Isabel Cocker/The Santiago Times Staff
SANTIAGO – The “Hecho en Casa” festival was opened in Santiago on Thursday, in a celebration of urban art which will last until October 8 (Sunday).
This year marks the fifth edition of the festival and will see five huge art installations taking over the city, created by both national and international artists. The festival is free for whoever wishes to admire the art.
Amongst the art on public display is the famous “Rubber Duck”, by Dutch artist Florentijn Hofman. This gigantic floating sculpture of the iconic bathtime toy, which is 20m tall and 17m wide, will be on display in the Parque Quinta Normal from 28th September to the 1st October.
The duck will then be moved to Valparaiso where it will be on display for the rest of the festival in the harbour, weather permitting. This is the first year that the “Hecho en Casa” festival has extended beyond the city limits.
120 tons of sand has been bought to Santiago for one of the other exhibits, a work called “Us”, a sculpture of faces of original Latin American tribal people. This installation, by the English group Sand in Your Eye is on display outside the Museo de Arte Contemporaneo until the 8th October, and will be completed during the time period of the festival.
The other international contribution is from the Australian group The Glue Society, which has been working for over 20 years. The artists’ collective aim is to use their art to shock and entertain passing citizens, offering them something unexpected during their day. The piece on display in Santiago consists of a gigantic washing line hanging between buildings in the Paseo Bulnes, with recently washed laundry frying and dripping onto the people below.
Perhaps the most prominent piece will be on display around the Entel Tower in the centre of Santiago. The installation, by Chilean artist Valeria Merina, will see 5 gigantic orange butterflies placed on the outside of the tower, to highlight the contrast between the urban world and the nature which lives in it. This piece of art was commissioned by Entel through a design competition earlier this year, which saw 40 projects being considered.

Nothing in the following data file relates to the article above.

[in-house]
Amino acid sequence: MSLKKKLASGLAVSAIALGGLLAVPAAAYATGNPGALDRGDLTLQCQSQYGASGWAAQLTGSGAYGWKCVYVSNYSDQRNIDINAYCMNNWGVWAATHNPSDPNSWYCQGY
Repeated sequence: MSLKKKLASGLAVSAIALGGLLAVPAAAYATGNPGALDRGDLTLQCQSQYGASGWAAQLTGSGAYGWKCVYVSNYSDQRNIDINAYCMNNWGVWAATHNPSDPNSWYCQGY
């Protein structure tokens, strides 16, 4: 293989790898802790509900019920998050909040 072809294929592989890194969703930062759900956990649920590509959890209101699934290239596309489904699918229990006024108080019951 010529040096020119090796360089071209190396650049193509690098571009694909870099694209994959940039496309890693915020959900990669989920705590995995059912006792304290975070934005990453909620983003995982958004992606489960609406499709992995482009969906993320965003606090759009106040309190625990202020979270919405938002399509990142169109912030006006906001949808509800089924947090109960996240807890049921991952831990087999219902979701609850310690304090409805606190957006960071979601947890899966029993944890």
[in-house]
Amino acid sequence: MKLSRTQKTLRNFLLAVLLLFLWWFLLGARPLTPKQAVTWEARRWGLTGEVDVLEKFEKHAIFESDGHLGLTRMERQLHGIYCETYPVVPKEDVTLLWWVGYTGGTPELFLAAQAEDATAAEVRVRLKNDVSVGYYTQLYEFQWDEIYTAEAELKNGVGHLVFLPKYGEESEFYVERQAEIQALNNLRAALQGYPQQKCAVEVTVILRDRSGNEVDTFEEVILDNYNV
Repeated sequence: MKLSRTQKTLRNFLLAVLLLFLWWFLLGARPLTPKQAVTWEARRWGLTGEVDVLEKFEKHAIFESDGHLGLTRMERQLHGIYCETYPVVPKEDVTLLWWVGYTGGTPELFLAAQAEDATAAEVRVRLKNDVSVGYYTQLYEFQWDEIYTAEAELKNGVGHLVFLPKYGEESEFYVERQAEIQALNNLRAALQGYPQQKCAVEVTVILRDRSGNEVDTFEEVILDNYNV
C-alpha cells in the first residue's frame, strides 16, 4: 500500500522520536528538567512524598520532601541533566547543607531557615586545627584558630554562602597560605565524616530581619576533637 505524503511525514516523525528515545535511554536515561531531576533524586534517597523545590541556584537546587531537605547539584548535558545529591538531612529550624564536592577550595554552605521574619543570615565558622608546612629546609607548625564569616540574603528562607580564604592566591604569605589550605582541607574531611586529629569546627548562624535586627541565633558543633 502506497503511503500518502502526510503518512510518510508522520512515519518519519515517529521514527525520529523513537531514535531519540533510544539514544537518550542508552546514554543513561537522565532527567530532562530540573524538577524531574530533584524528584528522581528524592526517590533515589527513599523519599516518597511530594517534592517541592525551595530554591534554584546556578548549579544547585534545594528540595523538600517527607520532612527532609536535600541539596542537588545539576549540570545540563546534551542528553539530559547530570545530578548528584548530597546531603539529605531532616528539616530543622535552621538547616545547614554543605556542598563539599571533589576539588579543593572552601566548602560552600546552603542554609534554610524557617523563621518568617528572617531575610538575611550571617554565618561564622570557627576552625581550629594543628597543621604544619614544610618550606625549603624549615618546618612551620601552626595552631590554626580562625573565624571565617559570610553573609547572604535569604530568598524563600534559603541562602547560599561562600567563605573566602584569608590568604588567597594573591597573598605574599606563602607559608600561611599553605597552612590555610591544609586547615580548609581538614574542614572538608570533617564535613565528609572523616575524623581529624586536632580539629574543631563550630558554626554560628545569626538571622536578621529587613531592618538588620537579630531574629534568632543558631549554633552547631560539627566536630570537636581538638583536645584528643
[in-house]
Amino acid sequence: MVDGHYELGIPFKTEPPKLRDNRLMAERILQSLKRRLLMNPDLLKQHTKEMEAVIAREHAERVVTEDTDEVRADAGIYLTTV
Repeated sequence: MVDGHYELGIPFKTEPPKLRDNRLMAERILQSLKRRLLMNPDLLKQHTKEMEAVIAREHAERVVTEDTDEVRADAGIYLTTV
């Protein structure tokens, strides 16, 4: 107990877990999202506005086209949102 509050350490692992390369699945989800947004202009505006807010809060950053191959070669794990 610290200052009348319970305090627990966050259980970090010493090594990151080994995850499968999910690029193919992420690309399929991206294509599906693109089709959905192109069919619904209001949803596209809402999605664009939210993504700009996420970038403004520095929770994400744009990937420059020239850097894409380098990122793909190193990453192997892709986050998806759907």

The final piece of art, a large mural in Barrio Lastarria, has been presented as a permanent gift to the people of the neighbourhood. Located on the corner of Rosal and Lastarria, the Antafogastan artist Luís Nuñez San Martín will be painting a hyper-realistic 300m2 mural of the street as seen on a normal day in 1900.
Last year, over 3 million people visited the installations, making the festival the largest urban art celebration in South America. This year, the festival has increased its duration from 6 to 11 days, incorporating two weekends. Because of this, the organizers hope that 5 million people will be able to view the installations. Each of the installations will also come with a specific “Selfie Point”, which will encourage visitors to take a selfie at the best angle to see the art, so they can share their experience with their friends.
The General Manager of Entel, Antonio Büchi, wants everyone to experience this new edition of the festival. “We are very happy to be able to inspire and surprise the people of Santiago once again, and to take the festival “Hecho en Casa Entel” to Valparaiso for the first time this year. We invite young and old to be part of this festival, to connect themselves with their city, the countryside, art and culture.”